Cover: Forming the Critical Mind in HARDCOVER

Forming the Critical Mind

Dryden to Coleridge

Add to Cart

Product Details

HARDCOVER

$87.00 • £69.95 • €78.50

ISBN 9780674309432

Publication Date: 06/26/1989

Short

336 pages

World

James Engell has prepared the first broad treatment of eighteenth- and early-nineteenth century British criticism to appear in a generation, presenting the views of scores of writers on a variety of questions, many of which remain live issues today.

While offering major reevaluations of Dryden, Hume, and Johnson, Engell demonstrates that eighteenth-century criticism cannot be represented by just a few major critics or by generalizations about Augustan taste, neoclassical rules, or “common sense.” He presents a complex and highly varied body of theoretical writing and practical application by dozens of critics including Rymer, Addison, Welsted, Ramsay, Hurd, Gerard, Newbery, Campbell, Blair, Beattie, Jeffrey, and Hazlitt. He also analyzes the continued relevance of their critical work, drawing connections with modern writers such as Eliot, Frye, Saussure, Barthes, Culler, Bakhtin, and Lévi-Strauss.

Engell concludes with a stimulating essay on the nature and function of the critical process itself. For students and scholars conversant with modern critical theory, Forming the Critical Mind will offer some surprising and interesting comparisons.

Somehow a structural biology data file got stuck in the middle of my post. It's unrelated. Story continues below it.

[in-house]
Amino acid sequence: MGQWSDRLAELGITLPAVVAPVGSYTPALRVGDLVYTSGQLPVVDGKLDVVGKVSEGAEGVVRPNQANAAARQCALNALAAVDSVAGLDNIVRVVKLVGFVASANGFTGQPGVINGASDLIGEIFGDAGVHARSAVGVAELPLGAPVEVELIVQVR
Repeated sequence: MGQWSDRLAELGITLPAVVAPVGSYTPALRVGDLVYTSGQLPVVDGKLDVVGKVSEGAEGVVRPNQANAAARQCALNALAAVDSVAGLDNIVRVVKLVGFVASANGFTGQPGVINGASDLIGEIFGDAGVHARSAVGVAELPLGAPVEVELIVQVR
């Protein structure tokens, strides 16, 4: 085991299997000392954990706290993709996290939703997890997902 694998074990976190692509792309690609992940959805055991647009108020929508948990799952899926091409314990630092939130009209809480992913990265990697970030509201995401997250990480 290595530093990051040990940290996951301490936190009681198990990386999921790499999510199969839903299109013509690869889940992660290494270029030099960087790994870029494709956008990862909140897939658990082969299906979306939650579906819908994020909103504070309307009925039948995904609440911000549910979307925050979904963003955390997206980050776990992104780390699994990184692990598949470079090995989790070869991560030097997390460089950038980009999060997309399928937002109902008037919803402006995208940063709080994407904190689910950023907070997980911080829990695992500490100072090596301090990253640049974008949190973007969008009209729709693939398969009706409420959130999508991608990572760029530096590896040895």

From Our Blog

Jacket: The Privileged Poor: How Elite Colleges Are Failing Disadvantaged Students, by Anthony Abraham Jack, from Harvard University Press

Book Club Spotlight: The Privileged Poor

As students around the world deliberate their options for further education, only made more challenging in a pandemic, we’re reminded that getting in is only half the battle. In The Privileged Poor: How Elite Colleges Are Failing Disadvantaged Students, Anthony Abraham Jack asks how—and why—do disadvantaged students struggle at elite colleges? What can schools can do differently if these students are to thrive? As back to school season begins, we spoke to two university book clubs that read and discussed The Privileged Poor this summer.